It was the era of Eisenhower, Elvis, and West Side Story.On the real streets of New York City, the Daily News headlines in 1959 told about the “Capeman,” who killed two boys in a playground on West 45th Street. The Capeman was 17-year-old Salvador Agron, a sullen Puerto Rican kid from uptown who somehow ended up in Hell’s Kitchen with a bloody knife and a murder charge.
Eric Schneider, a historian at the University of Pennsylvania, builds on the Agron case to form a comprehensive and tantalizing picture of the street gang culture that was part of New York City mythology from the ’40s through the ’70s–from the Red Wings of
Italian Harlem to the fearsome Fordham Baldies up in the Bronx, with the Enchanters, the Chaplains, and the Latin Lords in between. These disaffected young men sprouted from the sidewalks of Harlem and Morrisania, and were the result of a New York economy that essentially made adolescents disposable. The gang became the means to assert male dominance, defend threatened neighborhoods, and generally combat the grim future of low-paying jobs and dreary adulthoods.
Schneider grew up in the East 80s, not much of a gang guy, but he knows his way around the streets and does a particularly good job of making sense of the drug plague that ended the original postwar gang culture. The flood of heroin in the ‘6Os killed many of the members, and transformed gangs into dealers. By the ’80s, crack made the surviving gangs into street-level business organizations. By then, gang membership meant easy money and clothes more than masculine pride or unofficial neighborhood vigilantism.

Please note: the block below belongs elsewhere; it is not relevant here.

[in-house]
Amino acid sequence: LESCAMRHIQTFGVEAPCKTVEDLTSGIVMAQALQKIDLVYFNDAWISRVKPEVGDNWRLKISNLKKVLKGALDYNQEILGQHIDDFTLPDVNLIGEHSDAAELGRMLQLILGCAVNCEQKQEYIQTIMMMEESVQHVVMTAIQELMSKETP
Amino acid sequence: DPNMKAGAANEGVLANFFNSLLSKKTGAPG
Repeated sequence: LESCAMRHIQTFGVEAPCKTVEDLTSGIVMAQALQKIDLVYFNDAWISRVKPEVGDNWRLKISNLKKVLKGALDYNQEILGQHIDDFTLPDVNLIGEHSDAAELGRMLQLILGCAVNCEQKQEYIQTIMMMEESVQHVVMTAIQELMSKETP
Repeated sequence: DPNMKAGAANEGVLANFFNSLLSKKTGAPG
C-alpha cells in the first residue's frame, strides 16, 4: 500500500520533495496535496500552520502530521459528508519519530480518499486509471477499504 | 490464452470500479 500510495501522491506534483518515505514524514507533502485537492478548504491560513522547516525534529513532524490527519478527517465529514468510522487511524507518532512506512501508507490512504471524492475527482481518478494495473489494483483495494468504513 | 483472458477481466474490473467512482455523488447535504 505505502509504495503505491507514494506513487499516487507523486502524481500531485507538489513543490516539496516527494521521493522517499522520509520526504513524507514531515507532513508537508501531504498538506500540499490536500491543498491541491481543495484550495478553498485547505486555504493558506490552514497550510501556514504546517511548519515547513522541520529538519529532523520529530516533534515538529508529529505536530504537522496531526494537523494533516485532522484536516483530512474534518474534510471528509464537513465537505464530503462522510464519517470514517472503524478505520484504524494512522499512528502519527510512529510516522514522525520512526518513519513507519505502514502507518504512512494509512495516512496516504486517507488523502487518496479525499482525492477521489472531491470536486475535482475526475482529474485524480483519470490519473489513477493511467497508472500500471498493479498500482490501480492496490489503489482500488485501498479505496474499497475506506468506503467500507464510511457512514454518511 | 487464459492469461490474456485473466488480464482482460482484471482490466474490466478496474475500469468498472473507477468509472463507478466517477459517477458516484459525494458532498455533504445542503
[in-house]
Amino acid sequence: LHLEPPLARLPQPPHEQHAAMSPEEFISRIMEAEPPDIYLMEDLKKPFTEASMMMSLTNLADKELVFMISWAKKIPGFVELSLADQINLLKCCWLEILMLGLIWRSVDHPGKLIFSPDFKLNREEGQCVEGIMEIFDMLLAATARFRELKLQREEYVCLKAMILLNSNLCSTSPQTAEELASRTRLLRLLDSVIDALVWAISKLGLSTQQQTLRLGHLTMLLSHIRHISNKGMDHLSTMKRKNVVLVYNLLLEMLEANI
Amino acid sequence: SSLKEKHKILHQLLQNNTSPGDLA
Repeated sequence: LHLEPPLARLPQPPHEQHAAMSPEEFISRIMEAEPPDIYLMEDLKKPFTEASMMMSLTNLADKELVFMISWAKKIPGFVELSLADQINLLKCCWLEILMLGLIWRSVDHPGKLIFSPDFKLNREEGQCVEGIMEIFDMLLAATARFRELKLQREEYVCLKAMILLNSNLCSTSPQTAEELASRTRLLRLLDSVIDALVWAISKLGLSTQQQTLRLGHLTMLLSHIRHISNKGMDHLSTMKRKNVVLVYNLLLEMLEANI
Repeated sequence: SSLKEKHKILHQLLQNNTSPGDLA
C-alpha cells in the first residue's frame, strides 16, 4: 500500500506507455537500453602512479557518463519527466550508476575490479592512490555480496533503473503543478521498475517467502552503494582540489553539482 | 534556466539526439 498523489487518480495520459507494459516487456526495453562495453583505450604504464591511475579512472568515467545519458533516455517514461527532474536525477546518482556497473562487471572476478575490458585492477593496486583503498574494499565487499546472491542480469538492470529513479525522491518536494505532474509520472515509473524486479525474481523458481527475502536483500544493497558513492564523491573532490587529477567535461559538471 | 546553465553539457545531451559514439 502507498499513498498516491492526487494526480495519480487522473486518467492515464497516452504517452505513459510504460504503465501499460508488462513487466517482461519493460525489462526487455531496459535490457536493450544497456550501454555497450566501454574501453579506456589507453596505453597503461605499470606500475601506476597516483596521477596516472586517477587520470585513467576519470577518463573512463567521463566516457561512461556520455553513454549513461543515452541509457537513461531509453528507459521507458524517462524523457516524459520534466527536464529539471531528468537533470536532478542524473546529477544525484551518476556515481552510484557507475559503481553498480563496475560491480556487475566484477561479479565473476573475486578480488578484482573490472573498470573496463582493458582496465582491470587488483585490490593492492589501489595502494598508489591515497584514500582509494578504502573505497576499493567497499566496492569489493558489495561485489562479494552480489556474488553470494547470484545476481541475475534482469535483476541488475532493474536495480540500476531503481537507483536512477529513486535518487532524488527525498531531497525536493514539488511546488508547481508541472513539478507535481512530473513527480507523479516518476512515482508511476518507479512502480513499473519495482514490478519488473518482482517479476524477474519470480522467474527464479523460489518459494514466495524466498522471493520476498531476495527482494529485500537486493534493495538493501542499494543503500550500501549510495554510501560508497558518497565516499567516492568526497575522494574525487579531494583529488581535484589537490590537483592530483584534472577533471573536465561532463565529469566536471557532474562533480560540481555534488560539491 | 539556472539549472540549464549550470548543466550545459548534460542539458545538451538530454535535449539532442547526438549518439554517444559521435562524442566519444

There is some sociological jargon in the book, but Schneider’s understanding (if not affection) for the gang style informs the work throughout. Vampires, Dragons, and Egyptian Kings is a sharp book about a peculiar moment in New York life–one that seems strangely antiquated as we approach the new millennium.